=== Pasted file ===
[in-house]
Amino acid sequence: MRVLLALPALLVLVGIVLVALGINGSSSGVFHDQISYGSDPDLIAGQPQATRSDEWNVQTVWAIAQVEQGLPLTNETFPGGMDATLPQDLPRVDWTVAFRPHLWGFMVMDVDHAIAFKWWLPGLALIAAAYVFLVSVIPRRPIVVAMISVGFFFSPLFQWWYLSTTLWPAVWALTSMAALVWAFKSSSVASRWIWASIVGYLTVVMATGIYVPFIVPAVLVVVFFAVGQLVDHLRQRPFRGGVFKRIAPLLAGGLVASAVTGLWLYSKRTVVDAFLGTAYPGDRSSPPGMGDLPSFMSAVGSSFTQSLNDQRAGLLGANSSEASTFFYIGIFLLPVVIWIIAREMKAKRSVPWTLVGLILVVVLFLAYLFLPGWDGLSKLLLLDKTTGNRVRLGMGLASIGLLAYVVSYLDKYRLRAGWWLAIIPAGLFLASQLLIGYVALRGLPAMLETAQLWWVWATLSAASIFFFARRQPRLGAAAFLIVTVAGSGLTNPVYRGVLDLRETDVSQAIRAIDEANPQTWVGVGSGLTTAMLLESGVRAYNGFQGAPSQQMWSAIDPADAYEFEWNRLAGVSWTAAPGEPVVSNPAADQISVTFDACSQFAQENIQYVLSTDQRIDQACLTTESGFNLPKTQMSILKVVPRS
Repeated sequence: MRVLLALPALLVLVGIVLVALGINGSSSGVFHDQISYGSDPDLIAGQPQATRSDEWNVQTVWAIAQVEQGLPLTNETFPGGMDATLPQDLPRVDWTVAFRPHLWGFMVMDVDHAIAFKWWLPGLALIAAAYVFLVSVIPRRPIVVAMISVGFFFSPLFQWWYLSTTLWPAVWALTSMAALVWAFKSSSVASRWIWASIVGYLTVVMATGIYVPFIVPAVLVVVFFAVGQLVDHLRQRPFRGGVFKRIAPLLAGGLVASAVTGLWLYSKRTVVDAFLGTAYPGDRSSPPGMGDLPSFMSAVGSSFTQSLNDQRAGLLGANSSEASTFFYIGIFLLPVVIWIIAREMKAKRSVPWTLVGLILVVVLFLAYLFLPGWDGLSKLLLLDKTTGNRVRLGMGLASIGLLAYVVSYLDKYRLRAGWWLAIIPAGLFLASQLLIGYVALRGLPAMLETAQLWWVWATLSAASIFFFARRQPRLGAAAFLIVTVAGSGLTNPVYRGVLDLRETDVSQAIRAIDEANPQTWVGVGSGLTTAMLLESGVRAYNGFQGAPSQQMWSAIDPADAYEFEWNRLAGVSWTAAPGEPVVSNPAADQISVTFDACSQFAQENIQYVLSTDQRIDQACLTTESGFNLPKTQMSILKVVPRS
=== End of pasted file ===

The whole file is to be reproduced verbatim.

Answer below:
[in-house]
Amino acid sequence: MRVLLALPALLVLVGIVLVALGINGSSSGVFHDQISYGSDPDLIAGQPQATRSDEWNVQTVWAIAQVEQGLPLTNETFPGGMDATLPQDLPRVDWTVAFRPHLWGFMVMDVDHAIAFKWWLPGLALIAAAYVFLVSVIPRRPIVVAMISVGFFFSPLFQWWYLSTTLWPAVWALTSMAALVWAFKSSSVASRWIWASIVGYLTVVMATGIYVPFIVPAVLVVVFFAVGQLVDHLRQRPFRGGVFKRIAPLLAGGLVASAVTGLWLYSKRTVVDAFLGTAYPGDRSSPPGMGDLPSFMSAVGSSFTQSLNDQRAGLLGANSSEASTFFYIGIFLLPVVIWIIAREMKAKRSVPWTLVGLILVVVLFLAYLFLPGWDGLSKLLLLDKTTGNRVRLGMGLASIGLLAYVVSYLDKYRLRAGWWLAIIPAGLFLASQLLIGYVALRGLPAMLETAQLWWVWATLSAASIFFFARRQPRLGAAAFLIVTVAGSGLTNPVYRGVLDLRETDVSQAIRAIDEANPQTWVGVGSGLTTAMLLESGVRAYNGFQGAPSQQMWSAIDPADAYEFEWNRLAGVSWTAAPGEPVVSNPAADQISVTFDACSQFAQENIQYVLSTDQRIDQACLTTESGFNLPKTQMSILKVVPRS
Repeated sequence: MRVLLALPALLVLVGIVLVALGINGSSSGVFHDQISYGSDPDLIAGQPQATRSDEWNVQTVWAIAQVEQGLPLTNETFPGGMDATLPQDLPRVDWTVAFRPHLWGFMVMDVDHAIAFKWWLPGLALIAAAYVFLVSVIPRRPIVVAMISVGFFFSPLFQWWYLSTTLWPAVWALTSMAALVWAFKSSSVASRWIWASIVGYLTVVMATGIYVPFIVPAVLVVVFFAVGQLVDHLRQRPFRGGVFKRIAPLLAGGLVASAVTGLWLYSKRTVVDAFLGTAYPGDRSSPPGMGDLPSFMSAVGSSFTQSLNDQRAGLLGANSSEASTFFYIGIFLLPVVIWIIAREMKAKRSVPWTLVGLILVVVLFLAYLFLPGWDGLSKLLLLDKTTGNRVRLGMGLASIGLLAYVVSYLDKYRLRAGWWLAIIPAGLFLASQLLIGYVALRGLPAMLETAQLWWVWATLSAASIFFFARRQPRLGAAAFLIVTVAGSGLTNPVYRGVLDLRETDVSQAIRAIDEANPQTWVGVGSGLTTAMLLESGVRAYNGFQGAPSQQMWSAIDPADAYEFEWNRLAGVSWTAAPGEPVVSNPAADQISVTFDACSQFAQENIQYVLSTDQRIDQACLTTESGFNLPKTQMSILKVVPRS